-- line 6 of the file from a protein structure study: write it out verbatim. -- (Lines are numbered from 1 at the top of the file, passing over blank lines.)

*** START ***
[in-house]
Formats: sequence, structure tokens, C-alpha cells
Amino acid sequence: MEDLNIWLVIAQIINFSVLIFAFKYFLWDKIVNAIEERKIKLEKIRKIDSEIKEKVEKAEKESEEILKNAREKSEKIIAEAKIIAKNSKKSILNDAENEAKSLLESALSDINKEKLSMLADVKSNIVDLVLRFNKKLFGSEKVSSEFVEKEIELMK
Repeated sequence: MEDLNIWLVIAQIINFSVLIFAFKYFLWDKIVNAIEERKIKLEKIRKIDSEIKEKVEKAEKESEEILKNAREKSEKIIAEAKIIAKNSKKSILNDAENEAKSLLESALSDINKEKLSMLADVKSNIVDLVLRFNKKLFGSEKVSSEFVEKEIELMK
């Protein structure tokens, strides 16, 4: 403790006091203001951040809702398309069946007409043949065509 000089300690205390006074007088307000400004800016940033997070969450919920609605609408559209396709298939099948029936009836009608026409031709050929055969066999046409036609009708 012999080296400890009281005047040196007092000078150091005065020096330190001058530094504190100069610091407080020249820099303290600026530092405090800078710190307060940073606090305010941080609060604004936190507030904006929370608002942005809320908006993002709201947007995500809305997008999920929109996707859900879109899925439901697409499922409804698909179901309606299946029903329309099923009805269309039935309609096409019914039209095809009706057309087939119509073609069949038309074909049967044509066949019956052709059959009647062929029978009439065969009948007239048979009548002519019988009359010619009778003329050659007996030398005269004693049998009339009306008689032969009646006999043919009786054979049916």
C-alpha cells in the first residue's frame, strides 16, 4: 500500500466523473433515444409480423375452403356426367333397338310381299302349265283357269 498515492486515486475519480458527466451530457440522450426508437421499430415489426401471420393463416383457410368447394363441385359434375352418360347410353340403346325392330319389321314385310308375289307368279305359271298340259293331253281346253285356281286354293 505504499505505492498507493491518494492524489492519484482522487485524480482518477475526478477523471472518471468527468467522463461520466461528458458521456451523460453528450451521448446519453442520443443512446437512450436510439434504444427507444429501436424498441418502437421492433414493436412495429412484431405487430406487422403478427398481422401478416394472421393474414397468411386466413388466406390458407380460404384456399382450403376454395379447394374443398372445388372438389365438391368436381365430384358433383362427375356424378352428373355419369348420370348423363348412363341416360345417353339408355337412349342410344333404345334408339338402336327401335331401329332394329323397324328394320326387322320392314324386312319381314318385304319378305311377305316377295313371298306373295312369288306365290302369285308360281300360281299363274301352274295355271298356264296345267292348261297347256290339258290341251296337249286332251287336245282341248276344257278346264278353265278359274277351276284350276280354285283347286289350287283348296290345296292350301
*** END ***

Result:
C-alpha cells in the first residue's frame, strides 16, 4: 500500500466523473433515444409480423375452403356426367333397338310381299302349265283357269 498515492486515486475519480458527466451530457440522450426508437421499430415489426401471420393463416383457410368447394363441385359434375352418360347410353340403346325392330319389321314385310308375289307368279305359271298340259293331253281346253285356281286354293 505504499505505492498507493491518494492524489492519484482522487485524480482518477475526478477523471472518471468527468467522463461520466461528458458521456451523460453528450451521448446519453442520443443512446437512450436510439434504444427507444429501436424498441418502437421492433414493436412495429412484431405487430406487422403478427398481422401478416394472421393474414397468411386466413388466406390458407380460404384456399382450403376454395379447394374443398372445388372438389365438391368436381365430384358433383362427375356424378352428373355419369348420370348423363348412363341416360345417353339408355337412349342410344333404345334408339338402336327401335331401329332394329323397324328394320326387322320392314324386312319381314318385304319378305311377305316377295313371298306373295312369288306365290302369285308360281300360281299363274301352274295355271298356264296345267292348261297347256290339258290341251296337249286332251287336245282341248276344257278346264278353265278359274277351276284350276280354285283347286289350287283348296290345296292350301